“Journeyman” Coder, Corey Haines, Finally Finds His Home

Technori Staff

November 28, 2010 · 10 minutes read

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Where to begin to describe Corey? “Where” is actually a great word to begin with, since as of the publishing of this article, Corey may not even be in the country. Maybe he is in Europe, maybe the west coast, maybe sitting on his couch.

You see, Corey has been proudly bestowed the title of “Journeyman Coder” since his travels have led him to endless places, couches, floors, and tents all in the pursuit of one immense challenge: master the art of coding (and spread happiness).

That long journey and thousands of hours of developing software has led him to Chicago, the home of Ruby on Rails, and an entrepreneur community that he has become fascinated with.

“There are major things in Chicago. The first is my girlfriend, Sarah Gray. She is the idea behind and co-founder of our start-up, MercuryApp. The other is the community. There is a great sense of technical community and more people are coming in all the time. You can pretty much find a group every night where you can go and talk tech. There is a great sense of getting an idea and running with it here.”

When he starts talking about Chicago, he shares the same enthusiasm that so many of us at Technori share. There is an overwhelming feel of what is to come in the next few years, both in the entrepreneur community and breakdown of the traditional Chicago career path.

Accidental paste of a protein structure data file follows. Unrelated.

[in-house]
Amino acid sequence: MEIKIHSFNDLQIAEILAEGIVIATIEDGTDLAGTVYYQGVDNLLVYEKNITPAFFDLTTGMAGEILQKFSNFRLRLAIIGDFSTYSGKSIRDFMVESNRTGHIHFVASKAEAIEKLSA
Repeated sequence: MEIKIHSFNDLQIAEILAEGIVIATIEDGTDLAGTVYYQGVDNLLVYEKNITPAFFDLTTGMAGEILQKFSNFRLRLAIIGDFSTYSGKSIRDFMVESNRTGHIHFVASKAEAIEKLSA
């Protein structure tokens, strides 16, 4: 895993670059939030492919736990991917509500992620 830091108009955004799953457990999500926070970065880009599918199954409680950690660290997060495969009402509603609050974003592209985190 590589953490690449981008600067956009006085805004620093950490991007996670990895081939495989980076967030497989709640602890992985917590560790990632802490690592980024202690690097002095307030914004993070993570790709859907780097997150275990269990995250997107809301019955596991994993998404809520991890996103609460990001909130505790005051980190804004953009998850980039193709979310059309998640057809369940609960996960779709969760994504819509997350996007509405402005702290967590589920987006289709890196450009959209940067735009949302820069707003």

“I love Chicago… The companies here are actively supporting their employees starting something. There is this critical mass coming in. People are coming in and doing things. It’s going to get brighter and brighter and Chicago has that potential to be that place where all that great stuff happens here in the next decade.”

For someone with such a passion about Chicago, you might think he was born and raised in the city or at least has spent most of his life here. Actually neither, instead you would have to rewind 37 years back to Seattle, Washington, to find him.

“I grew up in a suburb called White Center… I remember reading it was the second most dangerous part of Seattle. There was a lot of poverty there.”

From an early age Corey had two passions: one was roaming around his town and the other was hacking code.

“I wandered a lot in my neighborhood. I remember coming across places that I had never been before and found that very exciting. I love to wander and travel and journey and meet new people, but I love coming home. It’s a great feeling to come home.”

“I was an avid skateboarder for probably four years. I would be outside constantly. I would always be outside skateboarding and I would tend to skateboard to someplace so I could read. A lot of science fiction and a lot of outdated Isaac Asimov’s science essays.”

Our conversation drifted in and out of the world of mathematics, physics, astronomy, philosophy, abstractions, and various coding languages. Never have I had a conversation with someone that went from skateboarding to coding abstractions to Hungary to Buddhism to clowns to sleeping on couches. We’ll get to all of that later.

His fascination with technology all started with a Commodore Pet and the discovery that software programs didn’t have to function the way the provider wanted, but that you could make them do what you wanted instead.

“I started by cheating at games. So, I would be playing a game and you could hit the Break key and it would say break at line 70. So, you could then list the source code around line 70 and you could look to see what was going on and continue past that point in the game…. It was very much break, enter, continue, break, enter, continue.”